This information is ©
The Hunterian Museum and Art Gallery, University of Glasgow 2017
Candlestick mid 1890s
CRE MACDONALD, Margaret; (English 1864 - 1933) and MACDONALD, Frances (English 1873 - 1921)
copper and enamel
45.8 x 32.0 (base diameter)
engraved: 'MARGARET AND FRANCES MACDONALD'
Metalwork by the Macdonald sisters, either individually or collaboratively, is extremely rare. From both careers only some 17 items survive, in addition to this candlestick. The candlestick belongs to the sisters' most productive period of metalworking - both had largely ceased working with metal by 1903, with the one notable exception of Frances Macdonald's late mirror of 1921 (see GLAHA 41313).
The candlestick's scale and bold design suggest that this was a display piece, conceived to make a powerful visual impact. There are a number of exhibitions for which no listings of exhibits have been traced and for which this piece might have been intended, such as an exhibition of Glasgow School of Art work in 1895 at L'Oeuvre Artistique, Liège.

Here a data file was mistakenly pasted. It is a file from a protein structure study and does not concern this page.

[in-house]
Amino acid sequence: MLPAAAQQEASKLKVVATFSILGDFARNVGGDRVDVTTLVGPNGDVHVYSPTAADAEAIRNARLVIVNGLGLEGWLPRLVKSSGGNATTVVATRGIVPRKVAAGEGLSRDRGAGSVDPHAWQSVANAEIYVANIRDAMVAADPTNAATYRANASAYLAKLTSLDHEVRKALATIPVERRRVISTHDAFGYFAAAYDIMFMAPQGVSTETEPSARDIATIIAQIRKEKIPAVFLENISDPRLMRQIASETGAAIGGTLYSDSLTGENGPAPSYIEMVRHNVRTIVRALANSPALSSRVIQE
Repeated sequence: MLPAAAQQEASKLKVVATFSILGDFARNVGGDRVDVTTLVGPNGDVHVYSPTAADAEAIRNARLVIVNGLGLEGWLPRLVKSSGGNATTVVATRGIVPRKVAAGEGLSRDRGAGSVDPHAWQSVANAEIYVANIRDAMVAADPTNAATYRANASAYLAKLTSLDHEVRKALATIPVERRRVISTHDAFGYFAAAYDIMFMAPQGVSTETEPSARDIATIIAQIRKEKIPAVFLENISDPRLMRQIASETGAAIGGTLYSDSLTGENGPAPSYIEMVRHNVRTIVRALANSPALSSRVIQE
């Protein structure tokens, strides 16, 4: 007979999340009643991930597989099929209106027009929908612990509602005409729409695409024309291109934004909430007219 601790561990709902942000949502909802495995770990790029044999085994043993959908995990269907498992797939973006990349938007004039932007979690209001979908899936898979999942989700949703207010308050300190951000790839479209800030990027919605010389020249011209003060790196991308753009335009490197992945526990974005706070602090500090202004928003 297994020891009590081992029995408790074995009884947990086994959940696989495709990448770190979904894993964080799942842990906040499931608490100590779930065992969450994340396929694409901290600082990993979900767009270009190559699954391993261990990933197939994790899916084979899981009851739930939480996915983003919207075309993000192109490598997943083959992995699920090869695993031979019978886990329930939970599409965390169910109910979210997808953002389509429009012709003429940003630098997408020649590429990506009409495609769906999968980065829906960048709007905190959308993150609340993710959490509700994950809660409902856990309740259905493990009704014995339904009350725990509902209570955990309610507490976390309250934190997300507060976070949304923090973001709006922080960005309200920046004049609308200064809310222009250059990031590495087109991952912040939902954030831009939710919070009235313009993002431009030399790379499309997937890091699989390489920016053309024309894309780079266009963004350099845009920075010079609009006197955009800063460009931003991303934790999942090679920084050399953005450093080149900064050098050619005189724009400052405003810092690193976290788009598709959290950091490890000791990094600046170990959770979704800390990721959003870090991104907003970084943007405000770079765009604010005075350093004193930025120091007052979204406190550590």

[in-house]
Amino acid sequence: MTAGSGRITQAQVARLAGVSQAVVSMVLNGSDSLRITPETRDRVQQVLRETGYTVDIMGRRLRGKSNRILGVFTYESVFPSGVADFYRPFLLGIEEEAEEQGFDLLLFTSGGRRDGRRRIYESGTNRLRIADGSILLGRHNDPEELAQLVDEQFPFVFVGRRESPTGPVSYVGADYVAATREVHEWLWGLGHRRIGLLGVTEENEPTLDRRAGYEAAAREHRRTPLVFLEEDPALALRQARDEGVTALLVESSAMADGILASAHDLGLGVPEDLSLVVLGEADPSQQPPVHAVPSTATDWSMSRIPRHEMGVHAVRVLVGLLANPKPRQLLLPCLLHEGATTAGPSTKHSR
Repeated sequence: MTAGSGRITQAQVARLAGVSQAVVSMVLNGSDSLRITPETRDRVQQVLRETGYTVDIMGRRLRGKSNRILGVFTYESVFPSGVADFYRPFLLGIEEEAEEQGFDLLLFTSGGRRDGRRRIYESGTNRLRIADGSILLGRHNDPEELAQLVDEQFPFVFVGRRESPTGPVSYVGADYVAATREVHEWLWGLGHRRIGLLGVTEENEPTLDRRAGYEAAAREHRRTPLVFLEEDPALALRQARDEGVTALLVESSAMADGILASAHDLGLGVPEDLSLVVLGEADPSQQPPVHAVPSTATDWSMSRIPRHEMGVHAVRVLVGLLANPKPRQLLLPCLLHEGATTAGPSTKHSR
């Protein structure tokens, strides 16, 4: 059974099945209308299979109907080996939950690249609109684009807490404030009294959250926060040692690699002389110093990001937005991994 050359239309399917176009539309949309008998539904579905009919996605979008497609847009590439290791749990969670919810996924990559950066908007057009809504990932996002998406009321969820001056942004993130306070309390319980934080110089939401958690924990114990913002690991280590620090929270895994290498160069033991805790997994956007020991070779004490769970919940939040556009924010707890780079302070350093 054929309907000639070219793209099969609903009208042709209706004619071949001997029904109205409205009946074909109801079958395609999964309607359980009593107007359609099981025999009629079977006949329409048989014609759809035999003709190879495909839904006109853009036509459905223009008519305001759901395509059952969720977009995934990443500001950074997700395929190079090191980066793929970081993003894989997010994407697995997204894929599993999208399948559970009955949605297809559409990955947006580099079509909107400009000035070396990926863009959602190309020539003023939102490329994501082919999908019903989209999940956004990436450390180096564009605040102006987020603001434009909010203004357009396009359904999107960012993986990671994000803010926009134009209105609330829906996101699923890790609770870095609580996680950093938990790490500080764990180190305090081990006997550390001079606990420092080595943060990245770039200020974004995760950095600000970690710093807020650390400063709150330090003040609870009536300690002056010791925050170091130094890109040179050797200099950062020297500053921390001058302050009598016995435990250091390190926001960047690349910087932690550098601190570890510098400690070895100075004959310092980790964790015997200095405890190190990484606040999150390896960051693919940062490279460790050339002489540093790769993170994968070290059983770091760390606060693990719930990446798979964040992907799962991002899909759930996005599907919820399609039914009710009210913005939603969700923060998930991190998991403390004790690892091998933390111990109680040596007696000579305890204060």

This is the only known collaborative candlestick by the Macdonald sisters. Collaboration was a central part of their philosophy, an approach closely allied to the English Arts and Crafts Movement, the teaching of the Glasgow School of Art, and the practice of many of the Glasgow Girls. Not only did the sisters design their metalwork they also made the individual pieces. There does not appear to have been a clear division of responsibilities in the production of their work; both were skilled at design and making.
The technique is not as accomplished as later pieces but strikingly illustrates their ambition both in terms of design and making. It demonstrates a range of skills, in repoussé work, welding, fixing, and enamelling, and is one of the earliest examples of their use of enamel.
The one known design for the sconce is in the Hunterian- GLAHA 41952.
The candlestick was purchased with the support of the Alexander and Margaret Johnstone Endowment Fund, the National Fund for Acquisitions and the Art Fund, 2011.
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